U.S. hunters set record-low harvest rate for yearling bucks

QDMA’s 2014 White Tail Report shows most hunters now allowing yearlings to walk

More hunters are giving 1 ½-year-old bucks a pass than at any time in the last 25 years, according to information gathered by the Quality Deer Management Association.

In the 2012-13 season, only 37 percent of antlered bucks killed by hunters were yearlings, down from more than 62 percent in 1989, according to QDMA’s 2014 Whitetail report.

Antlered bucks do not include button bucks, meaning nearly two-thirds of antlered bucks killed in 2012-13 were 2 ½ years or older.

“The trend is clear, more deer hunters are choosing the benefits that come from protecting yearling bucks and building numbers of older bucks in a deer population,” said Kip Adams, a wildlife biologist and QDMA’s director of education and outreach, who compiles the annual Whitetail Report. “The decline in yearling-buck harvest has been more rapid in some states than others, and hunters in a handful of states still take high percentages of yearling bucks, but even in most of those states the trend is in the right direction.”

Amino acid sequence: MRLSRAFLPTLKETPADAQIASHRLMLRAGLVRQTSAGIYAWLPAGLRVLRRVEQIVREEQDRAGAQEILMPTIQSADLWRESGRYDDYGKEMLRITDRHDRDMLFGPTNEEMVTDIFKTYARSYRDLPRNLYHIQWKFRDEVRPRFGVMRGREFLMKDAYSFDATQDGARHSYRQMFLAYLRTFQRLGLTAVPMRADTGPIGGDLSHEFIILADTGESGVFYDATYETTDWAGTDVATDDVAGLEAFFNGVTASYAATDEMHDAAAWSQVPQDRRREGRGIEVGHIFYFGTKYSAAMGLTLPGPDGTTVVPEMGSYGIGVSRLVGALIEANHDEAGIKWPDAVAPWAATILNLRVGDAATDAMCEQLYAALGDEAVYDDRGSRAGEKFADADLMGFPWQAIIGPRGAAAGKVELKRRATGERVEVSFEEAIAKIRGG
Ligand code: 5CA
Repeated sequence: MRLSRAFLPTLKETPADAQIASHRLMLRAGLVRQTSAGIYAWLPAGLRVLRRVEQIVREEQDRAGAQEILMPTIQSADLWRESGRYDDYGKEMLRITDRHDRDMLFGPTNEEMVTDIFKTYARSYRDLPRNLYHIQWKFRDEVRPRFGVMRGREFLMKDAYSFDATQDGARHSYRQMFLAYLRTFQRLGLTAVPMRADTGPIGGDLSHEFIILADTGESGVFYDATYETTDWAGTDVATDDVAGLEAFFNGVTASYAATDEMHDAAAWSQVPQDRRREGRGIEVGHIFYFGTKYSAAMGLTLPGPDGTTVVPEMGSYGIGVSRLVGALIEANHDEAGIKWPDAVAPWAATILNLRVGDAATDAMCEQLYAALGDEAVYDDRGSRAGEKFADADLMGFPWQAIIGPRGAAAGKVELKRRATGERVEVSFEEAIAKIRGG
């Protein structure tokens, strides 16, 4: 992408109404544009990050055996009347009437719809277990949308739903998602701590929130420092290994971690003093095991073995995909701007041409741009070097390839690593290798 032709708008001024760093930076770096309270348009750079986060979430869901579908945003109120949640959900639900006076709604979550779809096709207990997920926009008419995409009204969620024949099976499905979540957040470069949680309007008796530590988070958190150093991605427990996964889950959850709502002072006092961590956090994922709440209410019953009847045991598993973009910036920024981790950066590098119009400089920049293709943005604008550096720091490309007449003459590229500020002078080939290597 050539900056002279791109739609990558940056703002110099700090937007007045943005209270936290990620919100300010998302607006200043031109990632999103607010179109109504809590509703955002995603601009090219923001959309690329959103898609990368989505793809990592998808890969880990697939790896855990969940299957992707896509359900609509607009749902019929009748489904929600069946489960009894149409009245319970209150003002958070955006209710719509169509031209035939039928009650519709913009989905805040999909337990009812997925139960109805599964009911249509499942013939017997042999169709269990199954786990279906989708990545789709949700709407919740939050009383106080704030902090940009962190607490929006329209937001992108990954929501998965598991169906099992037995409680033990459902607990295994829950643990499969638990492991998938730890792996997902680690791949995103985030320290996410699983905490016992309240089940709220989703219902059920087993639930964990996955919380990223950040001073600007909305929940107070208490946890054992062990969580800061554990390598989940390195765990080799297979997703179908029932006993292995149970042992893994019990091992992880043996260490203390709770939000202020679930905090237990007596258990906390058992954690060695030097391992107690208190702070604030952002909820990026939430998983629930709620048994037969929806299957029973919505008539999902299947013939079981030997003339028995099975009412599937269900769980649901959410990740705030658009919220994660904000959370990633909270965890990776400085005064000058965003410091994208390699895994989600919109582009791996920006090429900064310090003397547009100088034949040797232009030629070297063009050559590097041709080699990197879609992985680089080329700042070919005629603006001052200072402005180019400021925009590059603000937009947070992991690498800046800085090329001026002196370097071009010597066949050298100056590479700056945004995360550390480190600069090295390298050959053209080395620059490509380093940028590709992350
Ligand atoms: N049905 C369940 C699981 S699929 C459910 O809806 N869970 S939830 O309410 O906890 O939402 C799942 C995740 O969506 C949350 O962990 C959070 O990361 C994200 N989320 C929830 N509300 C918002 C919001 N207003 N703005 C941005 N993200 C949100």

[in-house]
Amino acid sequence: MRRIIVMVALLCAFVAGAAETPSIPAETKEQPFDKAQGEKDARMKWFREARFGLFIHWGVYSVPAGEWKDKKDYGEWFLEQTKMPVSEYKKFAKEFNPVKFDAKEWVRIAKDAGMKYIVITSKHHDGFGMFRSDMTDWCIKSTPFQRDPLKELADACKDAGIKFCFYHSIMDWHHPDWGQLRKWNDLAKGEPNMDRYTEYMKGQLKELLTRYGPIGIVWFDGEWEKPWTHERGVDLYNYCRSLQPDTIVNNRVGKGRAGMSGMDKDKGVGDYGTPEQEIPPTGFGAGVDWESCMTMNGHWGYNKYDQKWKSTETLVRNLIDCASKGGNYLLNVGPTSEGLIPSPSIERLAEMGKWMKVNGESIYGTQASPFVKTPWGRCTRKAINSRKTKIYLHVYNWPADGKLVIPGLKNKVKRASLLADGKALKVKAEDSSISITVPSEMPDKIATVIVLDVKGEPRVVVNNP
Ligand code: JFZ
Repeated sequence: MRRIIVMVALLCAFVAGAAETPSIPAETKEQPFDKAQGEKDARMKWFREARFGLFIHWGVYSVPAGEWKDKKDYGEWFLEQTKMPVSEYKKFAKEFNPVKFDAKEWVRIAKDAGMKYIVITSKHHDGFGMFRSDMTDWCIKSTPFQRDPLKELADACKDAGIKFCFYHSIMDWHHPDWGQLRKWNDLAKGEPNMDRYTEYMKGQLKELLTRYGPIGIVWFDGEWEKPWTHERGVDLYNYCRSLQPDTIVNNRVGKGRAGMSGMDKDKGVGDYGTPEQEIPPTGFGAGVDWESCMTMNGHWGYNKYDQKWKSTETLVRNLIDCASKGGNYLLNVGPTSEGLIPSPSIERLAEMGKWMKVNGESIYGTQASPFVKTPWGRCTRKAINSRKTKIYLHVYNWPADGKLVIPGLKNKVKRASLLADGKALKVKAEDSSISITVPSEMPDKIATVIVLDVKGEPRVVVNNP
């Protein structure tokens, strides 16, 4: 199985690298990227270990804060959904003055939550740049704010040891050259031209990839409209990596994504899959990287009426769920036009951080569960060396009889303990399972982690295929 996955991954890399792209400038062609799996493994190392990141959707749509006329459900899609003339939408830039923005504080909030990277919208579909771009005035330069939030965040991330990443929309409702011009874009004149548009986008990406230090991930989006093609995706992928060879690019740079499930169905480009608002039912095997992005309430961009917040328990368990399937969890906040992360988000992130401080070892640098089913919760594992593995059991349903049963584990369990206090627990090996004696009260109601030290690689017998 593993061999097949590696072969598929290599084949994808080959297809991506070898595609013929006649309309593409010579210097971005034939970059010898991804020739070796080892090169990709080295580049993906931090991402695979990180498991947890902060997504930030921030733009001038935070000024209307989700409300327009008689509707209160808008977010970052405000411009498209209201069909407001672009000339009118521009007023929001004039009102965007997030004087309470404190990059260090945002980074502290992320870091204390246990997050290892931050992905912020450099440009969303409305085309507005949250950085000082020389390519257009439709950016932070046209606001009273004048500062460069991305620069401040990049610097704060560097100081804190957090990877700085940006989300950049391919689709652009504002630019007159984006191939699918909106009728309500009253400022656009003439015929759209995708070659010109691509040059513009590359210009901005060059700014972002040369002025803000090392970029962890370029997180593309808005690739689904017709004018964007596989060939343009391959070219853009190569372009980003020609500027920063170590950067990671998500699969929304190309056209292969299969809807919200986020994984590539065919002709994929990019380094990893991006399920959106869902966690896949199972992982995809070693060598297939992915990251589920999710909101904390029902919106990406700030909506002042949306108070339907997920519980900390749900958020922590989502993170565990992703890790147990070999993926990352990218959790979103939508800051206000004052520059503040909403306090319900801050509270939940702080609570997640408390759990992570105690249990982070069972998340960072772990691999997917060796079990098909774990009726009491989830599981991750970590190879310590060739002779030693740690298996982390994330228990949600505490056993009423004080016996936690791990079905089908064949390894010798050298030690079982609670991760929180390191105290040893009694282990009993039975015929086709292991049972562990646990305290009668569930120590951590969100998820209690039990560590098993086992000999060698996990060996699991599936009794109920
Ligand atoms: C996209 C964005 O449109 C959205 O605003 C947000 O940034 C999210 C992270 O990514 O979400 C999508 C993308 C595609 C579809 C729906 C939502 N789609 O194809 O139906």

Voluntary restraint by hunters plays a significant role in reducing harvest rates among yearling bucks.

QDMA found that among the five states with the lowest yearling-buck harvest rates, two of them, Kansas (14 percent) and Oklahoma (15 percent), do not have any mandatory antler restrictions at the state or regional level. Louisiana ranks fifth in lowest yearling-buck harvest rate, at 17 percent in DMAP areas.

Additionally, the national rate has been declining in recent years even without any new states adding statewide antler-based harvest restrictions.

“Though we recognize state-mandated antler restrictions are wanted and needed in some situations, we have always said we prefer this choice to be voluntary among hunters who want the benefits of an older buck age structure,” Adams said.

Louisiana ranks fourth in the highest harvest of 3 ½-year-old and older bucks, at 59 percent in DMAP areas, according to the report.

When most yearling bucks are protected and survive to adulthood, hunters have the opportunity to see and kill mature bucks more frequently, he said.

“Deer hunting is just more fun and exciting when you protect most yearling bucks,” said Adams. “QDMA doesn’t recommend protecting every yearling buck, in fact we fully support and encourage youth and new hunters having the opportunity to harvest them if they choose. QDMA simply recommends protecting the majority of yearling bucks. We want hunters to know the benefits of having a more natural age structure and to realize how their hunting can improve when they graduate from taking yearling bucks.”

To download a free PDF of the 2014 report, which includes state-by-state harvest rates, tagging information, disease outbreak reports and more, click here.